So give that one dollar; it may become 1 brick in a home or one meal on a table. Give that extra hour; it might complete the work long overdue. Be that one voice; it might be the one that’s heard. And give that friendly gesture; it might warm one more heart!

And if it still seems too overwhelming, remind yourself, we have the power of faith; the ability to call on God for whom nothing is impossible! Pray in faith, then try again; and watch that mighty river flow; stand in awe of the grandeur of the glacier; and see the nations turn to good.

Look, listen, and act. Amen


Jeremiah 29:1, 4-7
29:1 These are the words of the letter that the prophet Jeremiah sent from Jerusalem to the remaining elders among the exiles, and to the priests, the prophets, and all the people, whom Nebuchadnezzar had taken into exile from Jerusalem to Babylon.
29:4 Thus says the LORD of hosts, the God of Israel, to all the exiles whom I have sent into exile from Jerusalem to Babylon:
29:5 Build houses and live in them; plant gardens and eat what they produce.
29:6 Take wives and have sons and daughters; take wives for your sons, and give your daughters in marriage, that they may bear sons and daughters; multiply there, and do not decrease.
29:7 But seek the welfare of the city where I have sent you into exile, and pray to the LORD on its behalf, for in its welfare you will find your welfare.

2 Timothy 2:8-15
2:8 Remember Jesus Christ, raised from the dead, a descendant of David–that is my gospel,
2:9 for which I suffer hardship, even to the point of being chained like a criminal. But the word of God is not chained.
2:10 Therefore I endure everything for the sake of the elect, so that they may also obtain the salvation that is in Christ Jesus, with eternal glory.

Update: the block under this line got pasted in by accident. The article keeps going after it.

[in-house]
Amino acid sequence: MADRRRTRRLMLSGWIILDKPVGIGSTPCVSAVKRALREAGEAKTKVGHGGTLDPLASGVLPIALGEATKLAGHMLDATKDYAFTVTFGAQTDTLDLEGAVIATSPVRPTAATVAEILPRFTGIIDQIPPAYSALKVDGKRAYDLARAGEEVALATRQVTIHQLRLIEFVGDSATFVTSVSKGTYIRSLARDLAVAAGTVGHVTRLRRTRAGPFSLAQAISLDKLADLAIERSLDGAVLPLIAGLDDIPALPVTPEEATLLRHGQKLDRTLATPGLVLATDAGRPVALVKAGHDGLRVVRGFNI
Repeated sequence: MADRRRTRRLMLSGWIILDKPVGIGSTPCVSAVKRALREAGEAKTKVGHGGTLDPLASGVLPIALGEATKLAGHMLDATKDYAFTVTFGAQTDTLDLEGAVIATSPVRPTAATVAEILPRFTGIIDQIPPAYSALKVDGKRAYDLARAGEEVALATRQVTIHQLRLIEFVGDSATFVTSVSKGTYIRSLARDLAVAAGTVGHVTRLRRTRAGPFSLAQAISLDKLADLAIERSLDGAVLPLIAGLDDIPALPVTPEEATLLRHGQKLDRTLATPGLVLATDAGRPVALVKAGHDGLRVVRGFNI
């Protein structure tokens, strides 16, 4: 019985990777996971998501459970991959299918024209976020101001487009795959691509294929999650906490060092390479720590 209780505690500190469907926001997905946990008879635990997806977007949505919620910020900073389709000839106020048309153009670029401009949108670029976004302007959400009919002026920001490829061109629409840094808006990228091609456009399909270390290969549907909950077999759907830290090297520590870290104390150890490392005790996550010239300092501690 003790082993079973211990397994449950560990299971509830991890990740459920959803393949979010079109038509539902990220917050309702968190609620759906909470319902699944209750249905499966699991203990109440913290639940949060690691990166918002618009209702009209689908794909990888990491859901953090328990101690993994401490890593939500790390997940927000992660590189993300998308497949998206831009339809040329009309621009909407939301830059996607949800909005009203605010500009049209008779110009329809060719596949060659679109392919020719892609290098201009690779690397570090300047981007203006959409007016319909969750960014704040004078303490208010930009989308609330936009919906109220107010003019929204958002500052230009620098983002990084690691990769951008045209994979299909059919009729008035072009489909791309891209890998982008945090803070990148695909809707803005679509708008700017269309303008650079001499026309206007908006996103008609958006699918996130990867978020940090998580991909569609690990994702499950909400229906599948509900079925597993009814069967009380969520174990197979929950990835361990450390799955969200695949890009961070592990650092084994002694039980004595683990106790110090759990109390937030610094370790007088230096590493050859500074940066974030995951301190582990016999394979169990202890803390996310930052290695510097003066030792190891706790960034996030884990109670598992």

2:11 The saying is sure: If we have died with him, we will also live with him;
2:12 if we endure, we will also reign with him; if we deny him, he will also deny us;
2:13 if we are faithless, he remains faithful– for he cannot deny himself.
2:14 Remind them of this, and warn them before God that they are to avoid wrangling over words, which does no good but only ruins those who are listening.
2:15 Do your best to present yourself to God as one approved by him, a worker who has no need to be ashamed, rightly explaining the word of truth.


Luke 17:11-19
17:11 On the way to Jerusalem Jesus was going through the region between Samaria and Galilee.
17:12 As he entered a village, ten lepers approached him. Keeping their distance,
17:13 they called out, saying, “Jesus, Master, have mercy on us!”
17:14 When he saw them, he said to them, “Go and show yourselves to the priests.” And as they went, they were made clean.
17:15 Then one of them, when he saw that he was healed, turned back, praising God with a loud voice.
17:16 He prostrated himself at Jesus’ feet and thanked him. And he was a Samaritan.
17:17 Then Jesus asked, “Were not ten made clean? But the other nine, where are they?
17:18 Was none of them found to return and give praise to God except this foreigner?”
17:19 Then he said to him, “Get up and go on your way; your faith has made you well.”